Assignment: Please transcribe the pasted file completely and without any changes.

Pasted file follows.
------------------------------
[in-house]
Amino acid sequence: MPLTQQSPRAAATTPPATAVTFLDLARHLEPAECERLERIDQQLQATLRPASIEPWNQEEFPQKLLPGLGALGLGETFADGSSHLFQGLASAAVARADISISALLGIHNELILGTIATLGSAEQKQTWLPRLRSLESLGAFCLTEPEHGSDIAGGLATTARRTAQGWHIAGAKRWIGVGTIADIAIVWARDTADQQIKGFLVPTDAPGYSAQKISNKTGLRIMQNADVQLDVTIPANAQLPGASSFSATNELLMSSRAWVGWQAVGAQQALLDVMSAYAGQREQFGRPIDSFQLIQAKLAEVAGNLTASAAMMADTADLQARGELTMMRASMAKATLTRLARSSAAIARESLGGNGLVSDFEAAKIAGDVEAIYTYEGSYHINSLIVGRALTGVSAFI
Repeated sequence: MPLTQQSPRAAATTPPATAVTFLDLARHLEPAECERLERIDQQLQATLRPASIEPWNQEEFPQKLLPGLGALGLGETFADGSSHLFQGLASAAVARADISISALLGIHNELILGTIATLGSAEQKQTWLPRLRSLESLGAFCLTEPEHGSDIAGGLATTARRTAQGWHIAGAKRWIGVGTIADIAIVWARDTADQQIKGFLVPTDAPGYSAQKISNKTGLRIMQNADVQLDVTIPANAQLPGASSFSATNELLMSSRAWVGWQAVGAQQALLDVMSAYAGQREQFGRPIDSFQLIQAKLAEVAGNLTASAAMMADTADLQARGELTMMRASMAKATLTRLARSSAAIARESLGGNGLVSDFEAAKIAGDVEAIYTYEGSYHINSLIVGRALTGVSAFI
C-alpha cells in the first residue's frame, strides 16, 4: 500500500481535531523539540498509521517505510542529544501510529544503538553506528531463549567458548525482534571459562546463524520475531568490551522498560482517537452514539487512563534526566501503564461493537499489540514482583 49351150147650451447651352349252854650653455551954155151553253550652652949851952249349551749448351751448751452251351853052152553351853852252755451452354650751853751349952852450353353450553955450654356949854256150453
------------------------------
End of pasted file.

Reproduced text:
[in-house]
Amino acid sequence: MPLTQQSPRAAATTPPATAVTFLDLARHLEPAECERLERIDQQLQATLRPASIEPWNQEEFPQKLLPGLGALGLGETFADGSSHLFQGLASAAVARADISISALLGIHNELILGTIATLGSAEQKQTWLPRLRSLESLGAFCLTEPEHGSDIAGGLATTARRTAQGWHIAGAKRWIGVGTIADIAIVWARDTADQQIKGFLVPTDAPGYSAQKISNKTGLRIMQNADVQLDVTIPANAQLPGASSFSATNELLMSSRAWVGWQAVGAQQALLDVMSAYAGQREQFGRPIDSFQLIQAKLAEVAGNLTASAAMMADTADLQARGELTMMRASMAKATLTRLARSSAAIARESLGGNGLVSDFEAAKIAGDVEAIYTYEGSYHINSLIVGRALTGVSAFI
Repeated sequence: MPLTQQSPRAAATTPPATAVTFLDLARHLEPAECERLERIDQQLQATLRPASIEPWNQEEFPQKLLPGLGALGLGETFADGSSHLFQGLASAAVARADISISALLGIHNELILGTIATLGSAEQKQTWLPRLRSLESLGAFCLTEPEHGSDIAGGLATTARRTAQGWHIAGAKRWIGVGTIADIAIVWARDTADQQIKGFLVPTDAPGYSAQKISNKTGLRIMQNADVQLDVTIPANAQLPGASSFSATNELLMSSRAWVGWQAVGAQQALLDVMSAYAGQREQFGRPIDSFQLIQAKLAEVAGNLTASAAMMADTADLQARGELTMMRASMAKATLTRLARSSAAIARESLGGNGLVSDFEAAKIAGDVEAIYTYEGSYHINSLIVGRALTGVSAFI
C-alpha cells in the first residue's frame, strides 16, 4: 500500500481535531523539540498509521517505510542529544501510529544503538553506528531463549567458548525482534571459562546463524520475531568490551522498560482517537452514539487512563534526566501503564461493537499489540514482583 49351150147650451447651352349252854650653455551954155151553253550652652949851952249349551749448351751448751452251351853052152553351853852252755451452354650751853751349952852450353353450553955450654356949854256150453